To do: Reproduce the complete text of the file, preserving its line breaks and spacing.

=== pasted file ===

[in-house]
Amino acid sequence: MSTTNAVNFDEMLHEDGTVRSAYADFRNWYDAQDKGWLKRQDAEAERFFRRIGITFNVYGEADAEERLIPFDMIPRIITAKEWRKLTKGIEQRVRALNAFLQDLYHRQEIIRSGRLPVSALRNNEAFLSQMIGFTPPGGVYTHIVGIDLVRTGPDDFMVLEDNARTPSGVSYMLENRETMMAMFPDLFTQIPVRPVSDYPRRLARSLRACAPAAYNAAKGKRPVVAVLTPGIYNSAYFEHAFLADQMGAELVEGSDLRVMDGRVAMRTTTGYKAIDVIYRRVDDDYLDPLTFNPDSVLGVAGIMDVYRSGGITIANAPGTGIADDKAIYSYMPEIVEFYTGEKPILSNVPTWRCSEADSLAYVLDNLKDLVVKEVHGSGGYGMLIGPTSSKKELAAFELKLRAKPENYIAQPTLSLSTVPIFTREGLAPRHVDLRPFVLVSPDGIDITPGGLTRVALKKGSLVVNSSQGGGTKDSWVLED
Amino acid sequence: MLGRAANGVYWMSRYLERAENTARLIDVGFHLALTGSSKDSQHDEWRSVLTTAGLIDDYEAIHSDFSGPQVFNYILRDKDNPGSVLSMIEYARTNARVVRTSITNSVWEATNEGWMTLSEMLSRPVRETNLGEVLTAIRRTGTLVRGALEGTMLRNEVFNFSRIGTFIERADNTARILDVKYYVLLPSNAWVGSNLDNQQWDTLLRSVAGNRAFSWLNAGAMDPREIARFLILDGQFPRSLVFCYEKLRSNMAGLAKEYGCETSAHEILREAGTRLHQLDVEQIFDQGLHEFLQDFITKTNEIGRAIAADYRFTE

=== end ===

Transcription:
[in-house]
Amino acid sequence: MSTTNAVNFDEMLHEDGTVRSAYADFRNWYDAQDKGWLKRQDAEAERFFRRIGITFNVYGEADAEERLIPFDMIPRIITAKEWRKLTKGIEQRVRALNAFLQDLYHRQEIIRSGRLPVSALRNNEAFLSQMIGFTPPGGVYTHIVGIDLVRTGPDDFMVLEDNARTPSGVSYMLENRETMMAMFPDLFTQIPVRPVSDYPRRLARSLRACAPAAYNAAKGKRPVVAVLTPGIYNSAYFEHAFLADQMGAELVEGSDLRVMDGRVAMRTTTGYKAIDVIYRRVDDDYLDPLTFNPDSVLGVAGIMDVYRSGGITIANAPGTGIADDKAIYSYMPEIVEFYTGEKPILSNVPTWRCSEADSLAYVLDNLKDLVVKEVHGSGGYGMLIGPTSSKKELAAFELKLRAKPENYIAQPTLSLSTVPIFTREGLAPRHVDLRPFVLVSPDGIDITPGGLTRVALKKGSLVVNSSQGGGTKDSWVLED
Amino acid sequence: MLGRAANGVYWMSRYLERAENTARLIDVGFHLALTGSSKDSQHDEWRSVLTTAGLIDDYEAIHSDFSGPQVFNYILRDKDNPGSVLSMIEYARTNARVVRTSITNSVWEATNEGWMTLSEMLSRPVRETNLGEVLTAIRRTGTLVRGALEGTMLRNEVFNFSRIGTFIERADNTARILDVKYYVLLPSNAWVGSNLDNQQWDTLLRSVAGNRAFSWLNAGAMDPREIARFLILDGQFPRSLVFCYEKLRSNMAGLAKEYGCETSAHEILREAGTRLHQLDVEQIFDQGLHEFLQDFITKTNEIGRAIAADYRFTE